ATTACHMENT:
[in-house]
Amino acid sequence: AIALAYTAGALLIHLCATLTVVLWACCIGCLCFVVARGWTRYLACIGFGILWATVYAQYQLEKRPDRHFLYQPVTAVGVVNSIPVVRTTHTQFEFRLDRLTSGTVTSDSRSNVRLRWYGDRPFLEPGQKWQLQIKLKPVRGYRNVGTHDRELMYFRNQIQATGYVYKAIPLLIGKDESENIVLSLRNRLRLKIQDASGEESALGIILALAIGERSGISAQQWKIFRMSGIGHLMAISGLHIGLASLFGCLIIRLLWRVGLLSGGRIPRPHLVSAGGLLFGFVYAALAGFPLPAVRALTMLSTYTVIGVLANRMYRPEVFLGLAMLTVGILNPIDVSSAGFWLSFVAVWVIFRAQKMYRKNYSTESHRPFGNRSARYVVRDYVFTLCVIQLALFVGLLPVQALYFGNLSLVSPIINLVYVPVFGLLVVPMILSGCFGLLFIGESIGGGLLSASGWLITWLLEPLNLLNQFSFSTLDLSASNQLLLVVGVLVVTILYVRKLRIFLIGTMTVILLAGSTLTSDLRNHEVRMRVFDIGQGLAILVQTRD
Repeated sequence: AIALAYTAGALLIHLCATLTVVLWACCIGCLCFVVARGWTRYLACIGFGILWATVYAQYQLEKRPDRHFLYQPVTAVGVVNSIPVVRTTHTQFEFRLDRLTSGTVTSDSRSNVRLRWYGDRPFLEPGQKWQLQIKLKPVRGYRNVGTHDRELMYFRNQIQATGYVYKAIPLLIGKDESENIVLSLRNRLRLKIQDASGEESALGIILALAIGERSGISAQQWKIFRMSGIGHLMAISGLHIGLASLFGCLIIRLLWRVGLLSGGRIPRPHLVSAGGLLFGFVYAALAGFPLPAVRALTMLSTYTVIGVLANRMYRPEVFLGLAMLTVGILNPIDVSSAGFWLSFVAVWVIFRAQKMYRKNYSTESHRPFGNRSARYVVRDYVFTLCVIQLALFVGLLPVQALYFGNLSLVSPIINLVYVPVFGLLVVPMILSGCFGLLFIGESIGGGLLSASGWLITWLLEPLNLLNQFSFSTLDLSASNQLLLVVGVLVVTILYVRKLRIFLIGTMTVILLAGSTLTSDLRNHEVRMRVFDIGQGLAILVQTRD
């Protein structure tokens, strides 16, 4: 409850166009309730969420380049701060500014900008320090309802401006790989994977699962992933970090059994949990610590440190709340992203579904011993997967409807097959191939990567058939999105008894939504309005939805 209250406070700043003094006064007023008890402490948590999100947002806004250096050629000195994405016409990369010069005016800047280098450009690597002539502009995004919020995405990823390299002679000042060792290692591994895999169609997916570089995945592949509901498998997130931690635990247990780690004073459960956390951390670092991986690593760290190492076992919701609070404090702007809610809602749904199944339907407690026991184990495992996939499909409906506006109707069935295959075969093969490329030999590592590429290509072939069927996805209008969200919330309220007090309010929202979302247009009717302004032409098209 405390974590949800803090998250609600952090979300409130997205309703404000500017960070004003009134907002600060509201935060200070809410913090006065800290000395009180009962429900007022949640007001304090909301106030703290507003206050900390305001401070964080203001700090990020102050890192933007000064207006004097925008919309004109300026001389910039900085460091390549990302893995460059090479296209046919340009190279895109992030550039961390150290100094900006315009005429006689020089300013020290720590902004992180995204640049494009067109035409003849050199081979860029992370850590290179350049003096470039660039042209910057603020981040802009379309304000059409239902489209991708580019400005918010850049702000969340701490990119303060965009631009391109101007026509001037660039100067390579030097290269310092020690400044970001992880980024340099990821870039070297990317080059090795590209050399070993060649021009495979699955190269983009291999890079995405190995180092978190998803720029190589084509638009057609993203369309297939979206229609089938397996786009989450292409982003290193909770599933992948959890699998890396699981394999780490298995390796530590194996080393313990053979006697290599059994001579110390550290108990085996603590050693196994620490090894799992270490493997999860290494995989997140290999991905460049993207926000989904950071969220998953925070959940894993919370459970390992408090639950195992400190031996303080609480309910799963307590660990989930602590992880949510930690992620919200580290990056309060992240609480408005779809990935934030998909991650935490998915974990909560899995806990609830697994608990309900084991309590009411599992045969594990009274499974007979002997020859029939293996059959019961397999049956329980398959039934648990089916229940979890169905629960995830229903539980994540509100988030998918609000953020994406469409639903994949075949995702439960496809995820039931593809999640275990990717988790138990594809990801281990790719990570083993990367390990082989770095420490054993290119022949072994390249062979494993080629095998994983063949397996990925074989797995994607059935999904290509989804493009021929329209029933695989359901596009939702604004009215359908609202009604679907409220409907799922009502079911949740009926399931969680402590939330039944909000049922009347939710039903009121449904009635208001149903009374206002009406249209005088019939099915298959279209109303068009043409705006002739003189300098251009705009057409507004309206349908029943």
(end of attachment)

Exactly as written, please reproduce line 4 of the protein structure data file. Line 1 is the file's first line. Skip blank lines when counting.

């Protein structure tokens, strides 16, 4: 409850166009309730969420380049701060500014900008320090309802401006790989994977699962992933970090059994949990610590440190709340992203579904011993997967409807097959191939990567058939999105008894939504309005939805 209250406070700043003094006064007023008890402490948590999100947002806004250096050629000195994405016409990369010069005016800047280098450009690597002539502009995004919020995405990823390299002679000042060792290692591994895999169609997916570089995945592949509901498998997130931690635990247990780690004073459960956390951390670092991986690593760290190492076992919701609070404090702007809610809602749904199944339907407690026991184990495992996939499909409906506006109707069935295959075969093969490329030999590592590429290509072939069927996805209008969200919330309220007090309010929202979302247009009717302004032409098209 405390974590949800803090998250609600952090979300409130997205309703404000500017960070004003009134907002600060509201935060200070809410913090006065800290000395009180009962429900007022949640007001304090909301106030703290507003206050900390305001401070964080203001700090990020102050890192933007000064207006004097925008919309004109300026001389910039900085460091390549990302893995460059090479296209046919340009190279895109992030550039961390150290100094900006315009005429006689020089300013020290720590902004992180995204640049494009067109035409003849050199081979860029992370850590290179350049003096470039660039042209910057603020981040802009379309304000059409239902489209991708580019400005918010850049702000969340701490990119303060965009631009391109101007026509001037660039100067390579030097290269310092020690400044970001992880980024340099990821870039070297990317080059090795590209050399070993060649021009495979699955190269983009291999890079995405190995180092978190998803720029190589084509638009057609993203369309297939979206229609089938397996786009989450292409982003290193909770599933992948959890699998890396699981394999780490298995390796530590194996080393313990053979006697290599059994001579110390550290108990085996603590050693196994620490090894799992270490493997999860290494995989997140290999991905460049993207926000989904950071969220998953925070959940894993919370459970390992408090639950195992400190031996303080609480309910799963307590660990989930602590992880949510930690992620919200580290990056309060992240609480408005779809990935934030998909991650935490998915974990909560899995806990609830697994608990309900084991309590009411599992045969594990009274499974007979002997020859029939293996059959019961397999049956329980398959039934648990089916229940979890169905629960995830229903539980994540509100988030998918609000953020994406469409639903994949075949995702439960496809995820039931593809999640275990990717988790138990594809990801281990790719990570083993990367390990082989770095420490054993290119022949072994390249062979494993080629095998994983063949397996990925074989797995994607059935999904290509989804493009021929329209029933695989359901596009939702604004009215359908609202009604679907409220409907799922009502079911949740009926399931969680402590939330039944909000049922009347939710039903009121449904009635208001149903009374206002009406249209005088019939099915298959279209109303068009043409705006002739003189300098251009705009057409507004309206349908029943």